Archive for the ‘Singles and EPs’ Category

Robot Needs Home – 13th April 2018

James Wells

According to the press blurb, Kermes are a ‘self described queer-indie-punk band, born in the heart of Leicester’s close-knit DIY music community. Over the course of an EP and now their debut album, their music explores themes of transgender identity, depression, misogyny, anti-capitalism, queer relationships and being an increasingly visible target in an increasingly hostile world’.

Meanwhile, the band describe their sound as ‘trashgaze, or screampop, depending on the light’.

Lifted from the upcoming debut album, We Choose Pretty Names, ‘Yr Beast’ pulls together seemingly incongruous elements of Wild Beasts and Sonic Youth, with a dash of early Pavement to produce a wonky, angular blast of punky indie. The message is strong, clear and proud: ‘i was the beast of yr cisgender pain / and i am not sorry for the state of my body / i’ll never be sorry for that.’ The defiance of the refrain ‘I don;t have to take this from you’ is uplifting and empowering, and while its context is specific, it possesses a real universality.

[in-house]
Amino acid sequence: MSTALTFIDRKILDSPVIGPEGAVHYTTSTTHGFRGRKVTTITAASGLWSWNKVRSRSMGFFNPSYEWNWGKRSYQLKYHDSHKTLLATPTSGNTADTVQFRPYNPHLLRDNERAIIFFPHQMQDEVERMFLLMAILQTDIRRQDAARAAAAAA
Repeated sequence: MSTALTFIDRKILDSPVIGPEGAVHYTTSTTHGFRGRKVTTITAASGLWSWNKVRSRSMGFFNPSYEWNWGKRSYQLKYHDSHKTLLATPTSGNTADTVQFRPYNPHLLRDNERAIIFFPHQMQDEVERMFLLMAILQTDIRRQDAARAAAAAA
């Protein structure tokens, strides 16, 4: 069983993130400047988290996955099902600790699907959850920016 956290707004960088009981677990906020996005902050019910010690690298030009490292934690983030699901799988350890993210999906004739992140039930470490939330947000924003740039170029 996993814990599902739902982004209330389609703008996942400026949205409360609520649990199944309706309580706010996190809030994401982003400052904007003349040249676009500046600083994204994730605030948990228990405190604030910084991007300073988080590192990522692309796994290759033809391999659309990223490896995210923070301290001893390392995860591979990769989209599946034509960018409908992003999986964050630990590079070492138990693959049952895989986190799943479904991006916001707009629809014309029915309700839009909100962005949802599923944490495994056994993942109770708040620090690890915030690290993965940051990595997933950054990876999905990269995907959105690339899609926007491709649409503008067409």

They carry it off with a joyously unpolished and exuberant delivery: instead of sounding pissed off or preachy, it’s disarming and fun in an unpretentiously ramshackle way.

AA

Kermes

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Loner Noise – 9th February 2018

Christopher Nosnibor

The second in their series of singles for Loner Noise, ‘Glitter’ finds Bristolian purveyors of post-punk / industrial racket mining a full-on grunge seam. And Christ, do they bring the weight on this outing. A thunderous, churning riff, as dark as hell and twice as dense, provides the backdrop to Charlie Beddoes’ angst-filled reverb-drenched vocal.